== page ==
Five Underappreciated Contributions from Pharma

In my previous post I pointed out the Five Irreparable Mistakes made by Pharma.  At the same time, many patients owe their health, if not their lives, to advances in drug therapy.  The good is often overshadowed by the unethical and greedy, if not illegal activities and behaviors that make the headlines.  Here are some of the “good” that have been mitigated by the bad:

  1. Treatments for most common diseases

Decades of drug discovery and development have filled pharmacies and our medicine cabinets with a broad range of treatments for many of the common diseases that can compromise our health today.  Most of these are now available as low cost generic drugs.  Sure there are diseases yet to be conquered and recent R & D productivity has been disappointing but we still have to appreciate the numbers of affordable drug treatments we have available to day.

  1. Technology acquisition and development

There is no doubt that without pharmaceutical industry funding and development expertise, we would not have seen the benefits from technologies that would have otherwise remained hostage to under-funding in university laboratories or small biotech companies.   Depleted pipelines in the past decade forced Big Pharma to abandon the NIH (not invented here) research mentality and aggressively pursue acquisition strategies.  To the benefit of patients around the world, Pharma pulled out their checkbooks, took the financial risks, and in many cases, over paid for promising but unproven technologies.

  1. Medicine for the poor

It is easy to criticize the pharmaceutical industry for their seemingly greedy pricing policies and taking advantage of their monopolistic hold on drug treatments.  It is also important, however, to recognize that the industry has done a lot to offset costs for the poor and elderly but even more importantly, making sure that the poor in developing countries have access to drugs they need.  OK, they could have done more and could do more but you can not ignore the free medicines, discounted treatments, and global in-kind disaster support.  And let’s not forget the often criticized sampling programs that often meant the difference between a patient taking medicine that they could not afford or going without treatment.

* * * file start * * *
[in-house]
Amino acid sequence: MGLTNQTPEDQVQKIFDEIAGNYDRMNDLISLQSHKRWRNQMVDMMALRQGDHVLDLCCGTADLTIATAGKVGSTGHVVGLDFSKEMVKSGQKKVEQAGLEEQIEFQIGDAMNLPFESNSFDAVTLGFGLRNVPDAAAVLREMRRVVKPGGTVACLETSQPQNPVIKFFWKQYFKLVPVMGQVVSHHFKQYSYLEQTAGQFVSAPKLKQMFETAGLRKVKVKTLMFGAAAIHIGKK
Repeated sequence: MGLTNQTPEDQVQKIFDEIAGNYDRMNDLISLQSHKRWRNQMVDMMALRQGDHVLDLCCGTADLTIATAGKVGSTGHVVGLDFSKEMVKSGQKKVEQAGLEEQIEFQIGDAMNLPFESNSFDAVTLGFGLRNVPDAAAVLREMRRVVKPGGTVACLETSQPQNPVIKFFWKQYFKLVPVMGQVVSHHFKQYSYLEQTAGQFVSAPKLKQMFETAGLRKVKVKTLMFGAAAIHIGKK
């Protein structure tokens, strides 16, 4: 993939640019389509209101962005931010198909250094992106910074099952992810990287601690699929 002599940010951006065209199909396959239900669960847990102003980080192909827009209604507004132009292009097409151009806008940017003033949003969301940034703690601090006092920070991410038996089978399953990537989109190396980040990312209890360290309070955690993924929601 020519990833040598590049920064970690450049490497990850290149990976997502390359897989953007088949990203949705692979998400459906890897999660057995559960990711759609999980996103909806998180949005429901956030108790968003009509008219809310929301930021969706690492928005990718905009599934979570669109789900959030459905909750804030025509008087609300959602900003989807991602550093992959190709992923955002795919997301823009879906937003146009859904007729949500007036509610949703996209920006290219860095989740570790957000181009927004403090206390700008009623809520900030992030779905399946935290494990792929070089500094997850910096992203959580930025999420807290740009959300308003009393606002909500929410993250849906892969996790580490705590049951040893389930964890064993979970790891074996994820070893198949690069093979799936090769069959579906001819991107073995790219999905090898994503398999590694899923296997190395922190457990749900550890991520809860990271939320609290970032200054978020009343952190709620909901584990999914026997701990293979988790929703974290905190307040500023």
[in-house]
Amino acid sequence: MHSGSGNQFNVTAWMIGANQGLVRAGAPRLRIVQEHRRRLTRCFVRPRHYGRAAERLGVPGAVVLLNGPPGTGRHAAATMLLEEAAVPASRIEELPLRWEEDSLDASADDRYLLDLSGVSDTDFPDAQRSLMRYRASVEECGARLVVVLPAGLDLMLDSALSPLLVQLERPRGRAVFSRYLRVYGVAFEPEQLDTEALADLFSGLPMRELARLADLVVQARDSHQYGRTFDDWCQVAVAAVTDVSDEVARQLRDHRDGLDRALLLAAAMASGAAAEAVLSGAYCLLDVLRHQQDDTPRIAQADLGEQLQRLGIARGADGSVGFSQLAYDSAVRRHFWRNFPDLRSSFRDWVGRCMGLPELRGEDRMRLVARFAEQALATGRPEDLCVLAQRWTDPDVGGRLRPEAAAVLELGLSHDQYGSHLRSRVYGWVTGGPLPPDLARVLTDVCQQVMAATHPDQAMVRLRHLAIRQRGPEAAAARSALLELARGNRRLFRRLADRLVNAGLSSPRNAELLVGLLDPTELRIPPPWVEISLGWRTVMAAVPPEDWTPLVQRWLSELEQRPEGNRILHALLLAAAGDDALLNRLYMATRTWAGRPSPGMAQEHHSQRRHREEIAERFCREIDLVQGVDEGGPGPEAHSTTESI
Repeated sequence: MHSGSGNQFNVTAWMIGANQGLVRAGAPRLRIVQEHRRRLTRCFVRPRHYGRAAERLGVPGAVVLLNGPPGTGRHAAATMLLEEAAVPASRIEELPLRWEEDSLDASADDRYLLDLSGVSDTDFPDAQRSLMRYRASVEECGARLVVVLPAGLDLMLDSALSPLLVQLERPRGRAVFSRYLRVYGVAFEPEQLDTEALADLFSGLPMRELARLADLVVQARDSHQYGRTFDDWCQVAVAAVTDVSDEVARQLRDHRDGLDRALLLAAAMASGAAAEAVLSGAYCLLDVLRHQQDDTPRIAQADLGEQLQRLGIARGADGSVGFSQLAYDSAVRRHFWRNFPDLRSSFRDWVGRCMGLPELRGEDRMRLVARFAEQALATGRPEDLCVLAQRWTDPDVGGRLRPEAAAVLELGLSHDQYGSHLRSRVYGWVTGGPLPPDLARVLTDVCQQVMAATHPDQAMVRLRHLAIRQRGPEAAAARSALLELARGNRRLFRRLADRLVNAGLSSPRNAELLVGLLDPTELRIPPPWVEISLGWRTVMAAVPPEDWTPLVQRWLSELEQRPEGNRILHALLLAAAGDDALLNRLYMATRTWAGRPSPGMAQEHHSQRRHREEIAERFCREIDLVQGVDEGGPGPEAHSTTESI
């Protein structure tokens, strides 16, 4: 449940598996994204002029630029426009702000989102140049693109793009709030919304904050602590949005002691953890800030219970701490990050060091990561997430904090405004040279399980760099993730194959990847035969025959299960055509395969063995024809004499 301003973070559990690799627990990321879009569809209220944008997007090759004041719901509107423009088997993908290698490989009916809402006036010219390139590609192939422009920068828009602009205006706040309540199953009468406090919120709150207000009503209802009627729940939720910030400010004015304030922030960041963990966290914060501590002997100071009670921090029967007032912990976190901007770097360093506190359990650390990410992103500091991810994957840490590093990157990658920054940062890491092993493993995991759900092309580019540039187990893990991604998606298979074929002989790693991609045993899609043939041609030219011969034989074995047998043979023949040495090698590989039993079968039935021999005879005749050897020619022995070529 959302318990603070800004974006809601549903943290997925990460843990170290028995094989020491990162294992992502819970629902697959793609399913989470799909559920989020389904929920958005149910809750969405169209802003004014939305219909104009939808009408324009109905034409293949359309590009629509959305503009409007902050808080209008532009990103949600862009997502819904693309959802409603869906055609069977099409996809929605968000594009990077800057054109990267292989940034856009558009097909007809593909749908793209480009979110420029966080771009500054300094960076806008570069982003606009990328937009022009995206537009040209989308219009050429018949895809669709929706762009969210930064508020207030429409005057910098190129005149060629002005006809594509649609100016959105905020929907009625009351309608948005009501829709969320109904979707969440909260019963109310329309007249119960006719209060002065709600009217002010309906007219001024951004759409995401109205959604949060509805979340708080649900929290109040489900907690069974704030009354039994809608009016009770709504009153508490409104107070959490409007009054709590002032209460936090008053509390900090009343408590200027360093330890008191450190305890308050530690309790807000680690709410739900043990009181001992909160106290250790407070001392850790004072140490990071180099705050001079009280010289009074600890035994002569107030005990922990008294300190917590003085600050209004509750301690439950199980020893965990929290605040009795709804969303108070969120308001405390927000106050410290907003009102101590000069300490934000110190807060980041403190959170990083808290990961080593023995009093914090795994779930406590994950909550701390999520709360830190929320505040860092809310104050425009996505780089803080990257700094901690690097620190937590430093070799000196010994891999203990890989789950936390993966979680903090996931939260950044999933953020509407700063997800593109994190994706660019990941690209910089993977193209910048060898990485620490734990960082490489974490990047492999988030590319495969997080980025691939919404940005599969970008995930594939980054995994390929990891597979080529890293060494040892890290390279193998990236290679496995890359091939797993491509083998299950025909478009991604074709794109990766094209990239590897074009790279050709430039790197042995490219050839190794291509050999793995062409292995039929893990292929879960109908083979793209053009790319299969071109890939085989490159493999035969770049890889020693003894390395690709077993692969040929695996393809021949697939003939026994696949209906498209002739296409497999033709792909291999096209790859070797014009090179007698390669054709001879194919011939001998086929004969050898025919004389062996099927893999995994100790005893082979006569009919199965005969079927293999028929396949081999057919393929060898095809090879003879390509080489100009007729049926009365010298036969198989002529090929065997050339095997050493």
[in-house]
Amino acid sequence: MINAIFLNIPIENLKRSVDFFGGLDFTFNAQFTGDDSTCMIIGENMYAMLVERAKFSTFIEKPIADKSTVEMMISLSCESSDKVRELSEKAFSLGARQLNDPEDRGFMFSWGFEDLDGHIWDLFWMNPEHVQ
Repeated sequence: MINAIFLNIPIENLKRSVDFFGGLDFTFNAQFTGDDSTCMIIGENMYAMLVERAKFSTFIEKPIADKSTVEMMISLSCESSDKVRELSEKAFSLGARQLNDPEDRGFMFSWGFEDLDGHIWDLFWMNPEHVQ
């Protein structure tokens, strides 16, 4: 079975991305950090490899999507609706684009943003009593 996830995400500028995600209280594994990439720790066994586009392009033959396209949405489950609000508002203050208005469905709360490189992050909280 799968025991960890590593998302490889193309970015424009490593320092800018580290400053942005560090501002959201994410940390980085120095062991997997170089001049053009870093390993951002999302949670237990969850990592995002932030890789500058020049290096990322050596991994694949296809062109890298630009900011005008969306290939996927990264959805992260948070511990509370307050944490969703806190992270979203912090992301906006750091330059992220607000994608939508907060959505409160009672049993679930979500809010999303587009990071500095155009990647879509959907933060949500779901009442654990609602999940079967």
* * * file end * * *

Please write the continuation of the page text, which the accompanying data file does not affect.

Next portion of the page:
1. Continuing Medical Education

Despite the concerns and criticism about whether or not pharmaceutical industry CME is or was promotional and biased, the contribution the industry has made to educating healthcare providers is undeniable. The pharmaceutical industry helped educate millions of healthcare providers not only about drug therapy but about the associated diseases.  While you might debate the quality of the programs, it is clear that academia and the medical profession will have a hard time replacing the numbers of programs and frequency of reaching the numbers of physicians exposed to educational programs by the pharmaceutical industry.  Even if you discount industry sponsored programs for their promotional, biased approach, at the very least, these programs encouraged and provided regular opportunities for healthcare providers to reflect on and do their own research about a broad range of drug therapies and diseases.

  1. Providing a venue for Scientific Excellence

The pharmaceutical industry has provided a fantastic place to train, develop, and apply scientific and technical expertise.  From research and development to manufacturing, science is at the foundation of operational performance excellence.   In the end, pharmaceutical industry training and application of science leads to products and programs that positively benefit mankind in ways that are unmatched by other industries, except perhaps, by healthcare itself.

So for all the notable greed-driven bad behaviors and mistakes that characterize the pharmaceutical industry today, we should not forget the good that has been done.  Unfortunately, the pharmaceutical industry had the chance to be the most respected and valued industry in the world while being embraced, not begrudged, as the most profitable.  Still a laudable goal but one that will take decades to recover from past indiscretions and to demonstrate consistency of good behaviors over time while delivering clinically meaningful breakthrough drugs that can satisfy the remaining unmet medical needs.